Direct sequence is the most practical all-digital version.    A direct sequence system uses a locally generated pseudonoise code to encode digital data to be transmitted.   The local code runs at much higher rate than the data rate.   Data for transmission is simply logically modulo-2 added (an EXOR operation) with the faster pseudonoise code.    The composite pseudonoise and data can be passed through a data scrambler to randomize the output spectrum (and thereby remove discrete spectral lines).   A direct sequence modulator is then used to double sideband suppressed carrier modulate the carrier frequency to be transmitted.    The resultant DSB suppressed carrier AM modulation can also be thought of as binary phase shift keying (BPSK).    Carrier modulation other than BPSK is possible with direct sequence; however, binary phase shift keying is the simplest and most often used modulation technique for spread spectrum.

A spread spectrum receiver uses a locally generated replica of the pseudonoise code and a receiver correlator to separate out the desired coded information from all possible signals. A spread spectrum correlator can be thought of as a very special matched filter -- it responds only to signals that are encoded with a pseudonoise code that matches its own code. Thus, an SS correlator can be "tuned" to different codes simply by changing its local code. This correlator does not respond to manmade, natural or artificial noise or interference. It responds only to SS signals with identical matched signal characteristics and pseudonoise code.

The use of these special pseudonoise codes in spread spectrum communications makes signals appear wideband and noise-like. It is this very characteristic that makes SS signals possess the quality of Low Probability of Intercept. SS signals are hard to detect on narrow band equipment because the signal's energy is spread over a bandwidth of maybe 100 times the information bandwidth.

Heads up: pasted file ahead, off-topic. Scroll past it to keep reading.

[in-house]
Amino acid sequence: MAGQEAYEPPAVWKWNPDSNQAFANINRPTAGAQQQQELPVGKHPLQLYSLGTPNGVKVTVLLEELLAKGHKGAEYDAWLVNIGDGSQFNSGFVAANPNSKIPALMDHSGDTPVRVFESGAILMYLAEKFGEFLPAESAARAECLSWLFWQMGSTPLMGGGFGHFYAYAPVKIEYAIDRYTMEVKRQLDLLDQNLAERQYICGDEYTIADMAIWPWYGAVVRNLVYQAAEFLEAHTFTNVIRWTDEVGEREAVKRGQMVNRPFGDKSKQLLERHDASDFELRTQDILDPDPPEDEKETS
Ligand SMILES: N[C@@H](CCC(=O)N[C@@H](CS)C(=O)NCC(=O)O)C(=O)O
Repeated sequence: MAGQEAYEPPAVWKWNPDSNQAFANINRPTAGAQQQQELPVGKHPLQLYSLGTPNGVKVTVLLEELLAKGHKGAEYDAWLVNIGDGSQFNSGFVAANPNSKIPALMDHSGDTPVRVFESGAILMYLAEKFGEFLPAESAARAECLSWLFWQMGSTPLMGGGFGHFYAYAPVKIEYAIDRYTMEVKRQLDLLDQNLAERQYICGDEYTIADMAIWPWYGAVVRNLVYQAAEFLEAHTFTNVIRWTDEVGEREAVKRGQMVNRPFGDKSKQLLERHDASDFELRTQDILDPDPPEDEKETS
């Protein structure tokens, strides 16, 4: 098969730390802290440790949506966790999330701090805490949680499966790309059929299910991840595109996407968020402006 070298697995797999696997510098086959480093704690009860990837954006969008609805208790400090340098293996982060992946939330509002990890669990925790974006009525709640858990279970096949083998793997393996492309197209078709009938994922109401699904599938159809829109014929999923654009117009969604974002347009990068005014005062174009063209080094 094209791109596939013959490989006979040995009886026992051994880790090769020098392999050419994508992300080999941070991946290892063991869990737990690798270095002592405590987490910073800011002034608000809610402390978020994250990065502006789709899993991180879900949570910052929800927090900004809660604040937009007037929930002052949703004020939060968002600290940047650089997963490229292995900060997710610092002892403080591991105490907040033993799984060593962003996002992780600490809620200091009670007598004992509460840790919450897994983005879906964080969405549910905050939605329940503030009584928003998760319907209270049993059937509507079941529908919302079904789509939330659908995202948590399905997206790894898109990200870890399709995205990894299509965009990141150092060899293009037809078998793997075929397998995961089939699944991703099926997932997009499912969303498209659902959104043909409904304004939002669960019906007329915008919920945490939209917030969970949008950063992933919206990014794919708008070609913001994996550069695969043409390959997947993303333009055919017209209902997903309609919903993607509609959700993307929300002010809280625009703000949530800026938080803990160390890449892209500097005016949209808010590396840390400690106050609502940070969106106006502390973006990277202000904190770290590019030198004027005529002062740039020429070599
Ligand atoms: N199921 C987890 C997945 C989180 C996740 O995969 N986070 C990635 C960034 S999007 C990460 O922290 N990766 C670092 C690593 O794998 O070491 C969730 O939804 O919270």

The spread of energy over a wide band, or lower spectral power density, makes SS signals less likely to interfere with narrowband communications. Narrowband communications, conversely, cause little to no interference to SS systems because the correlation receiver effectively integrates over a very wide bandwidth to recover an SS signal. The correlator then "spreads" out a narrow band interferer over the receiver's total detection bandwidth. The total integrated signal density or SNR at the correlator's input determines whether there will be interference or not. All SS systems have a threshold or tolerance level of interference beyond which useful communication ceases. This tolerance or threshold is related to the SS processing gain. Processing gain is essentially the ratio of the RF bandwidth to the information bandwidth.

Besides being hard to intercept and jam, spread spectrum signals are hard to exploit or spoof. Signal exploitation is the ability of an enemy (or a non-network member) to listen in to a network and use information from the network without being a valid network member or participant. Spoofing is the act of falsely or maliciously introducing misleading or false traffic or messages to a network. Spread spectrum signals are naturally more secure than narrowband radio communications, and can be made to have any degree of message privacy that is desired. Messages can also be cryptographically encoded to any level of secrecy desired, offering even greater security. The very nature of spread spectrum allows military or intelligence levels of privacy and security to be had in the private sector with minimal complexity. While these characteristics may not be very important to every business and LAN (local area network) need, they are readily available if desired.

Tutorial on Spread Spectrum

Related Links on SSS Online:

Search E-zine Menu Pegasus Tech Welcome Home
  Tel: 865-717-9339   ||   FAX: 865-717-9904    ||   E-Mail:
This site © 1995-2012 by SSS Online, Inc. All rights reserved.
Revised January 30, 2012